The United States and Germany have reached an agreement designed to provide Ukraine with guarantees of gas transit after the launch of Nord Stream 2, US Deputy Secretary of State Victoria Nuland said during a report to the US Senate Foreign Affairs Committee.
In particular, Germany will be obliged to seek an extension of the contract for the transit of Russian gas through Ukraine for another 10 years after 2024. At the same time, Germany will seek sanctions against Russia if Moscow starts using energy resources to put pressure on other countries.
“Germany is committed to taking action at the national level, as well as taking action at the pan-European level, including through sanctions,” she said. Such restrictions, she said, will be aimed at limiting Russia's export opportunities in the energy sector.
Germany and the United States will jointly help Ukraine to diversify energy sources, Washington and Berlin will provide financial support to Kiev for this.
“The US and Germany have made significant efforts to help diversify Ukraine's energy supplies and sources, with specific dollar and euro amounts,” said the US Undersecretary of State.
Reports of the agreement drew immediate backlash from legislators in both Germany and the United States.
Republican Senator Ted Cruz said the reported deal would be "a geopolitical generational victory for Putin and a disaster for the United States and our allies." Cruz and other lawmakers are outraged that Biden has waived congressional sanctions against the pipeline.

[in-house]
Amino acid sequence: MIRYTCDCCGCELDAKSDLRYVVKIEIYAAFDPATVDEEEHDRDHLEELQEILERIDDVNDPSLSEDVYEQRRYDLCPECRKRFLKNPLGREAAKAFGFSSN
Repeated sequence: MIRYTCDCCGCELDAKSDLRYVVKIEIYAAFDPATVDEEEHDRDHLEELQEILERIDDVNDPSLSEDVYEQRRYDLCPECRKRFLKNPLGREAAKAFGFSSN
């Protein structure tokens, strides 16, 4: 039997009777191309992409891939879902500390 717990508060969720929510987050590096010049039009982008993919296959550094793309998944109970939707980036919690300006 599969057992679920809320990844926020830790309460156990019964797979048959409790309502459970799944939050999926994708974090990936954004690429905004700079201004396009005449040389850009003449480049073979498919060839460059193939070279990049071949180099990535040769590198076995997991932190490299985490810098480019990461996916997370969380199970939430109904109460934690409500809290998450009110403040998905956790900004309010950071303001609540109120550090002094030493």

Some US lawmakers have already introduced an amendment that will prevent the Biden administration from continuing to waive sanctions, although prospects for adoption remain uncertain.
US officials have tried to reassure lawmakers that the Biden administration reserves the right to enforce sanctions on an individual basis under US law.
In Germany, senior members of the green environmentalist party called the agreement a “bitter failure in climate protection” that will benefit Russian President Vladimir Putin and weaken Ukraine.
"At a time when Putin is putting massive rhetorical and military pressure on Ukraine and again questioning the country's sovereignty, Washington and Berlin are sending the wrong signals to Moscow," said Oliver Crisher, deputy chairman of the party's parliamentary group, and Manuel. Sarrazin, a spokesman for Eastern European politics.